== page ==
Payment behaviour in the US automotive sector has been rather good over the past two years.
- The US automotive sector is performing well, with new car sales approaching pre-recession levels. New car sales are expected to increase 3.7% in 2015, to 17 million units, driven by robust economic performance, improved consumer confidence and expanded regulatory requirements for safety and fuel economy. The aftermarket segment remains stable, aided by lower fuel prices.
- Gross margins of automotive businesses are expected to remain stable in the coming months as the industry benefits from lower raw material prices (on average raw materials account for 20% to 25% of a car's selling price). However, at the same time there is some headwind from a stronger USD.
- The US automotive market is very competitve, with domestic brands such as GM, Ford and Fiat Chrysler losing market share to foreign producers from Japan and Germany. That said, The 'Detroit 3' remain the largest players in North America, and the industry remains competitive due to changing technology and regulatory requirements.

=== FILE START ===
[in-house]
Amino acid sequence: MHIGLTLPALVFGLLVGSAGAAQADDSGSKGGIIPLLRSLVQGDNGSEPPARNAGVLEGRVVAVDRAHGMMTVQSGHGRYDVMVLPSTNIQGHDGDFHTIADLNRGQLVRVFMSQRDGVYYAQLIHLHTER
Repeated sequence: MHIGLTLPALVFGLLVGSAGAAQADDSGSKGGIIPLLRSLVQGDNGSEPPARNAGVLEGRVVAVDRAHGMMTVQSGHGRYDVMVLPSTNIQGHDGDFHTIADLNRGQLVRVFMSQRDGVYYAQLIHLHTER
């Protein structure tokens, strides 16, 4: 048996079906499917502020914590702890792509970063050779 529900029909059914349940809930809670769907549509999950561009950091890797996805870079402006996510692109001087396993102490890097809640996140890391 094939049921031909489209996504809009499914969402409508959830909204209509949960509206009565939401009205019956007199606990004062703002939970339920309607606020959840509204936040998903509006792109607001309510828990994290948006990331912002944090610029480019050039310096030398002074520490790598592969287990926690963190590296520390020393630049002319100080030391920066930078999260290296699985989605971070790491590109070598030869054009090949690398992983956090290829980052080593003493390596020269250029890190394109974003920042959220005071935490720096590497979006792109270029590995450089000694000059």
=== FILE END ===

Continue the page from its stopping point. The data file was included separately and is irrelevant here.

- Automotive businesses tend to be highly leveraged, since the sector is very capital-intensive. Access to external funding has steadily improved since the 2008 credit crisis, due to the improved trading conditions within the sector, relaxation within the traditional credit markets and access to funding via government-backed programs.
- The average payment duration in the US automotive industry is 30-60 days. Payment behaviour in this sector has been rather good over the past two years. The number of protracted payments, non-payments and insolvency cases is low. Given the positive performance outlook we expect the current insolvency rate to remain stable.
- Due to the generally benign indicators we assess the credit risk and business performance of the automotive sector to be good, and our underwriting stance continues to be open.
- However, we have generally a neutral underwriting stance on the alternative fuel vehicles segment, which is currently impacted by low oil prices and lack of infrastructure/charging points.